Embodiments of a computer program product may be implemented by use of any recording medium for machine-readable information, including magnetic media, optical media, or other suitable media. Persons skilled in the art will immediately recognize that any computer system having suitable programming means will be capable of executing the steps of the method of the invention as embodied in a program product. Persons skilled in the art will recognize immediately that, although most of the exemplary embodiments described in this specification are oriented to software installed and executing on computer hardware, typically POS terminals or cash registers, nevertheless, alternative embodiments implemented as firmware or even purely as hardware are well within the scope of the present invention.
A “check” is a payment instrument representing a written order from one party (the drawer) to another party (the drawee, normally a bank) requiring the drawee to pay a specified sum on demand to the drawer or to a third party specified by a drawer. Such third parties are called payees, and in this disclosure, payees are often referred to as ‘merchants.’ Drawers are often referred to in this disclosure as ‘customers.’
“Clearance” is the process of transmitting, reconciling, and in some cases, confirming payments orders or check transfer instructions prior to settlement.
A “customer” is any person or entity that presents checks as payment for anything. A “merchant” is any person or entity that accepts checks as payment for anything. Things that can be paid for by check include goods, services, real estate leases, purchases of real estate, software licenses, and other as will occur to those of skill in the art.
“MICR” and “OCR” are designations of machine readable character recognition fonts used in banking and check settlement. MICR fonts are Magnetic Ink Character Recognition fonts, and OCR fonts are Optical Character Recognition fonts. The distinction between them, however, is not absolute. Some banks and settlement systems use magnetic ink for OCR, and MICR fonts can be read optically. The MICR font known as “E-13B” is used most commonly by banks and settlement systems in the US and Canada. The MICR font “CMC-7” is used most in France and some other countries. In still other countries, OCR fonts predominate for banking and check settlement. Here is an example of the MICR font E-13B:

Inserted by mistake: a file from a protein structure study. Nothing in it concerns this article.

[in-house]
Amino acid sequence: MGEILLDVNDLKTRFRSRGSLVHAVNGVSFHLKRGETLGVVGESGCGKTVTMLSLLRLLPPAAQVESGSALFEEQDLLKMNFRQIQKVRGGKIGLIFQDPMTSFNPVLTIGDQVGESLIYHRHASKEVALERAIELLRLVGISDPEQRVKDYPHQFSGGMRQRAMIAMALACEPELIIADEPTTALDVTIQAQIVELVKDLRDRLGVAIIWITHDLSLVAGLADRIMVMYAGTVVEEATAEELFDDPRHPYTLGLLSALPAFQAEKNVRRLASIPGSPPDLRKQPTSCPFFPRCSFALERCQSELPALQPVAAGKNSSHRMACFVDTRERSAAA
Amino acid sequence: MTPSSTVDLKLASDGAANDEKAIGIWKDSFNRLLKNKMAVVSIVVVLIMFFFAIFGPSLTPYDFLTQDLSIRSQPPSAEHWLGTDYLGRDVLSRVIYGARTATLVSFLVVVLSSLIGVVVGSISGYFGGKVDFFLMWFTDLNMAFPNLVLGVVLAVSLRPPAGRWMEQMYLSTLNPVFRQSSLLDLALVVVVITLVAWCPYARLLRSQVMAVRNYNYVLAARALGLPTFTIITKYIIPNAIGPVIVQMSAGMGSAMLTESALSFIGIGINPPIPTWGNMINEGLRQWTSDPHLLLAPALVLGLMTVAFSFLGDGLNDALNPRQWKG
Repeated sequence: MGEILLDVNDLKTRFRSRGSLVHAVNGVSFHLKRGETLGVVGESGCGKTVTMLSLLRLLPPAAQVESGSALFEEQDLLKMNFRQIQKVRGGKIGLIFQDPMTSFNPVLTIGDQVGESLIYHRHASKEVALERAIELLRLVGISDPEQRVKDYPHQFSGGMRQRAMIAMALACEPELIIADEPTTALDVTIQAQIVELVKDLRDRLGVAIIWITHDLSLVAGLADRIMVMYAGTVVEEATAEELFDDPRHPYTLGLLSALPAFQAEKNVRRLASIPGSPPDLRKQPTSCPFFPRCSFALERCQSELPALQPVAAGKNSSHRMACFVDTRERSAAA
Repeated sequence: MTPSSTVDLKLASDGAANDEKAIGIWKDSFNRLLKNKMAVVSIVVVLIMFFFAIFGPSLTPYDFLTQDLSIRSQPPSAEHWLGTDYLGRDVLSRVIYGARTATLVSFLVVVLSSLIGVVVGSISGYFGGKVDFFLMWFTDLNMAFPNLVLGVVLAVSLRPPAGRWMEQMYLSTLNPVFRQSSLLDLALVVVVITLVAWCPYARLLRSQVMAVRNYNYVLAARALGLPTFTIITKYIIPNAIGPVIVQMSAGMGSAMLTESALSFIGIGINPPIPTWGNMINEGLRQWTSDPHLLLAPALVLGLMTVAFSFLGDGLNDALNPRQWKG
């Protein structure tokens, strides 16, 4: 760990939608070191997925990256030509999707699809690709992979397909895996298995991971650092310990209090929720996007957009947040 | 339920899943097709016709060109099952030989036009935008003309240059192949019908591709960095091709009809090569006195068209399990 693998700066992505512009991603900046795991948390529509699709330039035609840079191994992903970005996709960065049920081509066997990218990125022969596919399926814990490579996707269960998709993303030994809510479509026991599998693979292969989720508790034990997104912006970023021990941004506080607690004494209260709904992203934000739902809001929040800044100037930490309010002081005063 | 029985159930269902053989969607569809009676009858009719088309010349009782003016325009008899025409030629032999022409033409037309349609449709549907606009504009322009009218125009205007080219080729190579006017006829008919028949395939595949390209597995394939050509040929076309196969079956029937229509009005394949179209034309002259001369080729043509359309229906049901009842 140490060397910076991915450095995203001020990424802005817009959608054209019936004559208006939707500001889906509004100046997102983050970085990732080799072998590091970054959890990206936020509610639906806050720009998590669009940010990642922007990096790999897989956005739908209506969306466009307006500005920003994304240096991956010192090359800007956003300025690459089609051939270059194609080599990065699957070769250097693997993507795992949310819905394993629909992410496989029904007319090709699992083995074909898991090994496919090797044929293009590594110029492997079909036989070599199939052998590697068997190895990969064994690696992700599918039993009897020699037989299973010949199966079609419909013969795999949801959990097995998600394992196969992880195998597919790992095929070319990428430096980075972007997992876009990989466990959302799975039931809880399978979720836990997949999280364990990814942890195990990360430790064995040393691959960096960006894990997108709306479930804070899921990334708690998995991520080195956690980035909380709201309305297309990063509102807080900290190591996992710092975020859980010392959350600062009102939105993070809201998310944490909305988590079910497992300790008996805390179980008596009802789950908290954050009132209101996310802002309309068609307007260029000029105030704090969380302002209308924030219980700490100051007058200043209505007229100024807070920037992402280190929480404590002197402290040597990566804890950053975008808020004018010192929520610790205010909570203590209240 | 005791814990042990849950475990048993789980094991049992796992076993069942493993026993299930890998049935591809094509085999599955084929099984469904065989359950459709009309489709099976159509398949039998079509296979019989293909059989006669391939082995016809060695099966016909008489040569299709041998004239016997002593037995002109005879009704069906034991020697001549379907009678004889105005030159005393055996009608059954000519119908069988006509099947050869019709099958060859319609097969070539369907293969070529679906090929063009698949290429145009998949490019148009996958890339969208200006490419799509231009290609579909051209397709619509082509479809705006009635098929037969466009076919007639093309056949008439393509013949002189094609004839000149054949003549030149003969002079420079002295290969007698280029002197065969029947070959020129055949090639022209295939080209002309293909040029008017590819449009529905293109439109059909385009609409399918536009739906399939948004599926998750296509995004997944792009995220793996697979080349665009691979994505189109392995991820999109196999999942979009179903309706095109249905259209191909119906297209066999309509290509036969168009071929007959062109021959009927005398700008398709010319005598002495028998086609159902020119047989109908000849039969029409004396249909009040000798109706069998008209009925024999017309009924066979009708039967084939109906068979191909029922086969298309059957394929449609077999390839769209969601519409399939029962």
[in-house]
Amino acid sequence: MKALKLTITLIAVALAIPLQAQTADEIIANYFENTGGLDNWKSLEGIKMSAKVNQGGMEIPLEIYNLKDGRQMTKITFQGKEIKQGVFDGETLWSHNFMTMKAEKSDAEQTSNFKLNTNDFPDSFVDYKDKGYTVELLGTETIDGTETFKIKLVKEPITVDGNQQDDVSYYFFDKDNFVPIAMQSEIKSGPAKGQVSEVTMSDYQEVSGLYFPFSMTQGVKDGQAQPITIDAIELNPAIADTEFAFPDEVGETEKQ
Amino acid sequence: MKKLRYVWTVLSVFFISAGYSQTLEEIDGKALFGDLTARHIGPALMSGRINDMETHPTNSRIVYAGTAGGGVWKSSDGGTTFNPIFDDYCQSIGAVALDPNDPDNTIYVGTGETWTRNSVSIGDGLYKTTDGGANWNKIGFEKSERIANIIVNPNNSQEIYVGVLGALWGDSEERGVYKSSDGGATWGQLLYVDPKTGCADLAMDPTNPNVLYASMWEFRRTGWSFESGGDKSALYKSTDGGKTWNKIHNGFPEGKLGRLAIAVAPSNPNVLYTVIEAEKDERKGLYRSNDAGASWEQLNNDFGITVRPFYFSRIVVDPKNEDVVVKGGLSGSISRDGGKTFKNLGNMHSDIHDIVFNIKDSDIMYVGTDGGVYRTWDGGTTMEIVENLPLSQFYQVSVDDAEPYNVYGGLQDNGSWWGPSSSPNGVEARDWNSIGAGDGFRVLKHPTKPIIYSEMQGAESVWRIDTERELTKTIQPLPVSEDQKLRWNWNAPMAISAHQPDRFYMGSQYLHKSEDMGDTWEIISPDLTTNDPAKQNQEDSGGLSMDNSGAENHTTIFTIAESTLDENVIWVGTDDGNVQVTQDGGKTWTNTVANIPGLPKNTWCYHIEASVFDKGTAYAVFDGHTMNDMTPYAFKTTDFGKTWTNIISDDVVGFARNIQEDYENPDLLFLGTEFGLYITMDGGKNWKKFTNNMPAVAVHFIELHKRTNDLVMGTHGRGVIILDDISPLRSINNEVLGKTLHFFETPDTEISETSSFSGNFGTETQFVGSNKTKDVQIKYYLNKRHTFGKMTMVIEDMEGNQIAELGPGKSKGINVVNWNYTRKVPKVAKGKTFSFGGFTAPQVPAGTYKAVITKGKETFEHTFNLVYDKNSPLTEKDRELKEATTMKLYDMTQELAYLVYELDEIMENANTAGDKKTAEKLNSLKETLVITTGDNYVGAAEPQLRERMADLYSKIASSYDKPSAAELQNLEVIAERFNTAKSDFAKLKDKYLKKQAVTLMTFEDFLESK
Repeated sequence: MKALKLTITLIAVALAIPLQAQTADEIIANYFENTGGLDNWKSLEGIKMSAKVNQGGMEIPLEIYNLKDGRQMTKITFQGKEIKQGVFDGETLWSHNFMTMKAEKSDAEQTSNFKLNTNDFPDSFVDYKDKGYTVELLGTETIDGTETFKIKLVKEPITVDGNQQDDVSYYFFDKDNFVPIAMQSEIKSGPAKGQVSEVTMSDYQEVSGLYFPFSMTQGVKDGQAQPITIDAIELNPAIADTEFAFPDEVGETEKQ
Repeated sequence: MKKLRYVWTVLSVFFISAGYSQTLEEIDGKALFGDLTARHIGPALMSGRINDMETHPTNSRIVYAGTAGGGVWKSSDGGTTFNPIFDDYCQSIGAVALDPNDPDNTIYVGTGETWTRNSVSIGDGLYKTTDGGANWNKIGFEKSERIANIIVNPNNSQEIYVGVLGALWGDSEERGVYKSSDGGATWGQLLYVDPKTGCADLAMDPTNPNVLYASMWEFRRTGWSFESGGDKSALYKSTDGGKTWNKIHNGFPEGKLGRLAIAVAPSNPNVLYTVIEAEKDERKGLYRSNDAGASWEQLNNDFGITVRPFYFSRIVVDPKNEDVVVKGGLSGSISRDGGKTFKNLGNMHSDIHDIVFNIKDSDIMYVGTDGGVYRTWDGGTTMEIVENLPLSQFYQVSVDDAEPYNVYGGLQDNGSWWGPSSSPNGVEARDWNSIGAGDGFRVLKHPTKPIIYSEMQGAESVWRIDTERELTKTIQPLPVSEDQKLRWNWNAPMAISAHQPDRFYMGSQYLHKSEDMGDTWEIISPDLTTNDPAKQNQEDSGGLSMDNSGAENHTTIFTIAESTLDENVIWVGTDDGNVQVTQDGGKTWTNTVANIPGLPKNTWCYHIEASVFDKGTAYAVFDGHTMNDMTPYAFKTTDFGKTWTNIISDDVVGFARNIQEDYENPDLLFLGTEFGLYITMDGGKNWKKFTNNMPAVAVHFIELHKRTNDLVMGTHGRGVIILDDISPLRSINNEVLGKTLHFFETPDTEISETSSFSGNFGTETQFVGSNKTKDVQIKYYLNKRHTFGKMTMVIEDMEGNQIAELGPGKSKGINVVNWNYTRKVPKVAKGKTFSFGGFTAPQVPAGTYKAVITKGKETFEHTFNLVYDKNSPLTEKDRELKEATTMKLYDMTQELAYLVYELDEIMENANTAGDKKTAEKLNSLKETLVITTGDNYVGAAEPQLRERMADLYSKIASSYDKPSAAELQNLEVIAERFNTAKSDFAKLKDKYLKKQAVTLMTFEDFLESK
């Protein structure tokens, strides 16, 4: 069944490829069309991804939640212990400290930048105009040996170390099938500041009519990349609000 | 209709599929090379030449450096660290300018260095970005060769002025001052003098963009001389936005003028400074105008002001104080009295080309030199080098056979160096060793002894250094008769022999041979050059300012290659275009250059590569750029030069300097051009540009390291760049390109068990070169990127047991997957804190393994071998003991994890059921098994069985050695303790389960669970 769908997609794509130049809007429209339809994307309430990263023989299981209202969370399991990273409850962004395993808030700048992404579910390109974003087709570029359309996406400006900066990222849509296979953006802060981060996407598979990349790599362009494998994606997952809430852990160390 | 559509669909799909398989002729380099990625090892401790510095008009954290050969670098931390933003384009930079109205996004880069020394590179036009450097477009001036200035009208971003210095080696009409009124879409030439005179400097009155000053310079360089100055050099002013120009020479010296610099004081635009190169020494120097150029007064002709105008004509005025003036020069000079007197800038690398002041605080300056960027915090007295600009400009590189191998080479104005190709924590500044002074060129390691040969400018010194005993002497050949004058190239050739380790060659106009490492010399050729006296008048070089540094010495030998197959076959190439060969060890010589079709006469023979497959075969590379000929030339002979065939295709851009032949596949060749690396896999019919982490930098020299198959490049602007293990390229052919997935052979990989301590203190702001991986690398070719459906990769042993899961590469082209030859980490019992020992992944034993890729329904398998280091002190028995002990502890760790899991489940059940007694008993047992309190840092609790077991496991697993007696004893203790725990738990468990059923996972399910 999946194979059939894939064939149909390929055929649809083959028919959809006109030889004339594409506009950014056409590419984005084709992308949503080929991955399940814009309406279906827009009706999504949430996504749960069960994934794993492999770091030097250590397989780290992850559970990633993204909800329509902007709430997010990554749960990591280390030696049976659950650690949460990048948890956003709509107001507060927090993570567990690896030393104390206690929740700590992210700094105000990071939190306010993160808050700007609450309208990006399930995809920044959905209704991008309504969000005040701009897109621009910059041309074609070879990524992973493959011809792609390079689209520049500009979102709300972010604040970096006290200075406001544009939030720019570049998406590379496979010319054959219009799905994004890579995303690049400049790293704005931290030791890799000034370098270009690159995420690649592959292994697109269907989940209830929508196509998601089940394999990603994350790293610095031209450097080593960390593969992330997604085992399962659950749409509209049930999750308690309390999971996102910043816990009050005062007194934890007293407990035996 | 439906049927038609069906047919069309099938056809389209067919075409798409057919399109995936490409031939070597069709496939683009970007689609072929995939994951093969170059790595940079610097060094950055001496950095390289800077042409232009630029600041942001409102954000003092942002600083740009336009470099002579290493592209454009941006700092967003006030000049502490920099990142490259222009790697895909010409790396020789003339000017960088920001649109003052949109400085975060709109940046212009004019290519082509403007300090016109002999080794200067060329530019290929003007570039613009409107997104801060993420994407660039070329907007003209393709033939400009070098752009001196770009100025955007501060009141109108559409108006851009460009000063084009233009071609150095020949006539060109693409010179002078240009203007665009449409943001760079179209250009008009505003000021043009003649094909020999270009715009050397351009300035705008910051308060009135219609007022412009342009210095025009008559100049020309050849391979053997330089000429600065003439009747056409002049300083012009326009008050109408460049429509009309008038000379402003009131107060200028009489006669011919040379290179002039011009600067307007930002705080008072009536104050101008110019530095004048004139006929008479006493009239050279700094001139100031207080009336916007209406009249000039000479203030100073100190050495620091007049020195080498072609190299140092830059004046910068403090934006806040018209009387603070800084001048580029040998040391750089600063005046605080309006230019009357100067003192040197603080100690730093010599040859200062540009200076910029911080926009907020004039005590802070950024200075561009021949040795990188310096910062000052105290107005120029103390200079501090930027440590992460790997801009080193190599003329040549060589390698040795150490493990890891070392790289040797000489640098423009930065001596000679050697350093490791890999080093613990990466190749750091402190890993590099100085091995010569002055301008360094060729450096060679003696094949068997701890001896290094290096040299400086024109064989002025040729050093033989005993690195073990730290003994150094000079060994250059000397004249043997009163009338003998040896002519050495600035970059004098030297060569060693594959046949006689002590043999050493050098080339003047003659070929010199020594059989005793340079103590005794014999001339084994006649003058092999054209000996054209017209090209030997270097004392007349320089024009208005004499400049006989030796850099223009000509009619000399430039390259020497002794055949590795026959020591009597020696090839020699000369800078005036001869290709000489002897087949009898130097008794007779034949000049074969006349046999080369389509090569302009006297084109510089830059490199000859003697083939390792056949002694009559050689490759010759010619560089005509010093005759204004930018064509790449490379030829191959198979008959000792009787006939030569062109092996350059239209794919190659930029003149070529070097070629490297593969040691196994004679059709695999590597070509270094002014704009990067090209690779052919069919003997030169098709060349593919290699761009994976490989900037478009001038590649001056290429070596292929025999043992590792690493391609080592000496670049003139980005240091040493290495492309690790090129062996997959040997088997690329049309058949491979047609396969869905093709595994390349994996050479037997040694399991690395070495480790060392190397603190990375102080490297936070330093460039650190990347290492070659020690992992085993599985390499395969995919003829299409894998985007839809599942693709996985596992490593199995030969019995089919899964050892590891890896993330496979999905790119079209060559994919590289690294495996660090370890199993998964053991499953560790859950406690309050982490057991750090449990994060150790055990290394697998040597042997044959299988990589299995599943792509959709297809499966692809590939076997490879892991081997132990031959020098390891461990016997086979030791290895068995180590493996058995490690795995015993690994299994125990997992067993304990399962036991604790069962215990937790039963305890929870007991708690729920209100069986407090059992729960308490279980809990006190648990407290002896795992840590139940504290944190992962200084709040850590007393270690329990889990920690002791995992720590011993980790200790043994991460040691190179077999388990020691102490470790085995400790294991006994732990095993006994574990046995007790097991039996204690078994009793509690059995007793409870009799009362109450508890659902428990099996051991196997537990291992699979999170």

The MICR font E-13B was the first font used in automated banking. It contains the digits 0-9 and four special symbols used in banking. The four special symbols are “dash,” “amount,” “on*us,” and “transit.” The E-13B font was originally designed using the heavy black features shown in some symbols so that magnetic pulses could be read clearly, although as mentioned, E-13B can also be read by machines optically with good reliability. MICR fonts and OCR fonts are typically printed with laser printers.
“POS” abbreviates “point of sale.” In this disclosure, ‘POS’ refers to the location of a POS terminal, which is also the location where a merchant's initial data entry regarding a check occurs.